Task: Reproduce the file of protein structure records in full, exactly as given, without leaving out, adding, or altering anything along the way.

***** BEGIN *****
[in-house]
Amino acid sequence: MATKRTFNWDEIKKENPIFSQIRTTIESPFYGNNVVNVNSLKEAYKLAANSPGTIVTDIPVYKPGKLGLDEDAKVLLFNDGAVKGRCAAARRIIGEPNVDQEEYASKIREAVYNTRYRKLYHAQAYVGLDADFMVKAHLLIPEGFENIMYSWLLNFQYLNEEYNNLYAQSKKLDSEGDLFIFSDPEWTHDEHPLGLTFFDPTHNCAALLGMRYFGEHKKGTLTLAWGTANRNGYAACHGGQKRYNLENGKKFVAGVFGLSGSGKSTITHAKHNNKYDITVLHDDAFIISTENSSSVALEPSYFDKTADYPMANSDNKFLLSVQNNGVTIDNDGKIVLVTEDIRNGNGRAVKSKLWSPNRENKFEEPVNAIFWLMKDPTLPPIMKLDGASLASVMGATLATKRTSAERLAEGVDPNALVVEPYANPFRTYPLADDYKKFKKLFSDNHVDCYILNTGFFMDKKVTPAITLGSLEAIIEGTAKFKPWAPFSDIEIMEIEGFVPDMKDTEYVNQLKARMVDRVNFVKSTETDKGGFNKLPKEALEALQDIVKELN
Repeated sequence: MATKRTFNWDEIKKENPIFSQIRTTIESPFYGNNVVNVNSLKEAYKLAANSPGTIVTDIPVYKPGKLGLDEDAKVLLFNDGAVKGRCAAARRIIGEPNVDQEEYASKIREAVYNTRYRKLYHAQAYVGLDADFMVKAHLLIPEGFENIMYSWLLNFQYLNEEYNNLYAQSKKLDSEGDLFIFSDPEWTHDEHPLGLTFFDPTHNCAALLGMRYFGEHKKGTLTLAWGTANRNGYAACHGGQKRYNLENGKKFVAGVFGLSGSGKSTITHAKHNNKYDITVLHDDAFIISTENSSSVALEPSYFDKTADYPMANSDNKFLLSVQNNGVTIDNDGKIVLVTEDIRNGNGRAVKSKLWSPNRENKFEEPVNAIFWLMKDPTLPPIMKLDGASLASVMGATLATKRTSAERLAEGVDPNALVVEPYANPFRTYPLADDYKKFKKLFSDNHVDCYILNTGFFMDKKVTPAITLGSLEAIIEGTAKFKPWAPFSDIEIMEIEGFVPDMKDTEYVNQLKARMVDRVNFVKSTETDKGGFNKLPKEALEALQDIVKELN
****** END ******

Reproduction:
[in-house]
Amino acid sequence: MATKRTFNWDEIKKENPIFSQIRTTIESPFYGNNVVNVNSLKEAYKLAANSPGTIVTDIPVYKPGKLGLDEDAKVLLFNDGAVKGRCAAARRIIGEPNVDQEEYASKIREAVYNTRYRKLYHAQAYVGLDADFMVKAHLLIPEGFENIMYSWLLNFQYLNEEYNNLYAQSKKLDSEGDLFIFSDPEWTHDEHPLGLTFFDPTHNCAALLGMRYFGEHKKGTLTLAWGTANRNGYAACHGGQKRYNLENGKKFVAGVFGLSGSGKSTITHAKHNNKYDITVLHDDAFIISTENSSSVALEPSYFDKTADYPMANSDNKFLLSVQNNGVTIDNDGKIVLVTEDIRNGNGRAVKSKLWSPNRENKFEEPVNAIFWLMKDPTLPPIMKLDGASLASVMGATLATKRTSAERLAEGVDPNALVVEPYANPFRTYPLADDYKKFKKLFSDNHVDCYILNTGFFMDKKVTPAITLGSLEAIIEGTAKFKPWAPFSDIEIMEIEGFVPDMKDTEYVNQLKARMVDRVNFVKSTETDKGGFNKLPKEALEALQDIVKELN
Repeated sequence: MATKRTFNWDEIKKENPIFSQIRTTIESPFYGNNVVNVNSLKEAYKLAANSPGTIVTDIPVYKPGKLGLDEDAKVLLFNDGAVKGRCAAARRIIGEPNVDQEEYASKIREAVYNTRYRKLYHAQAYVGLDADFMVKAHLLIPEGFENIMYSWLLNFQYLNEEYNNLYAQSKKLDSEGDLFIFSDPEWTHDEHPLGLTFFDPTHNCAALLGMRYFGEHKKGTLTLAWGTANRNGYAACHGGQKRYNLENGKKFVAGVFGLSGSGKSTITHAKHNNKYDITVLHDDAFIISTENSSSVALEPSYFDKTADYPMANSDNKFLLSVQNNGVTIDNDGKIVLVTEDIRNGNGRAVKSKLWSPNRENKFEEPVNAIFWLMKDPTLPPIMKLDGASLASVMGATLATKRTSAERLAEGVDPNALVVEPYANPFRTYPLADDYKKFKKLFSDNHVDCYILNTGFFMDKKVTPAITLGSLEAIIEGTAKFKPWAPFSDIEIMEIEGFVPDMKDTEYVNQLKARMVDRVNFVKSTETDKGGFNKLPKEALEALQDIVKELN